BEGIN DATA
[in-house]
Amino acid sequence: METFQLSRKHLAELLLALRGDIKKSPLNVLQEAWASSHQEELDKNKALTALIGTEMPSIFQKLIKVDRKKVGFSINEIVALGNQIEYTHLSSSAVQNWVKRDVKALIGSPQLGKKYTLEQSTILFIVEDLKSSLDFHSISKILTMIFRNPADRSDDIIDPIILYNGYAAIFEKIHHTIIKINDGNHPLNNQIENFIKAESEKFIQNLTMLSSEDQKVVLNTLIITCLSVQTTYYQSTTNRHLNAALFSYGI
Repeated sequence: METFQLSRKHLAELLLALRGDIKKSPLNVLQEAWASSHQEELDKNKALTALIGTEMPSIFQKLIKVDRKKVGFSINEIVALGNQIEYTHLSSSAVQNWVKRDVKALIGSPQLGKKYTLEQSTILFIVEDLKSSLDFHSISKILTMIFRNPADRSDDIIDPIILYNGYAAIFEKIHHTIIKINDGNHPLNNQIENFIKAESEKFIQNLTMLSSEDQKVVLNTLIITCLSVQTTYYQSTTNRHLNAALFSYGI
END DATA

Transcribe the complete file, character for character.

[in-house]
Amino acid sequence: METFQLSRKHLAELLLALRGDIKKSPLNVLQEAWASSHQEELDKNKALTALIGTEMPSIFQKLIKVDRKKVGFSINEIVALGNQIEYTHLSSSAVQNWVKRDVKALIGSPQLGKKYTLEQSTILFIVEDLKSSLDFHSISKILTMIFRNPADRSDDIIDPIILYNGYAAIFEKIHHTIIKINDGNHPLNNQIENFIKAESEKFIQNLTMLSSEDQKVVLNTLIITCLSVQTTYYQSTTNRHLNAALFSYGI
Repeated sequence: METFQLSRKHLAELLLALRGDIKKSPLNVLQEAWASSHQEELDKNKALTALIGTEMPSIFQKLIKVDRKKVGFSINEIVALGNQIEYTHLSSSAVQNWVKRDVKALIGSPQLGKKYTLEQSTILFIVEDLKSSLDFHSISKILTMIFRNPADRSDDIIDPIILYNGYAAIFEKIHHTIIKINDGNHPLNNQIENFIKAESEKFIQNLTMLSSEDQKVVLNTLIITCLSVQTTYYQSTTNRHLNAALFSYGI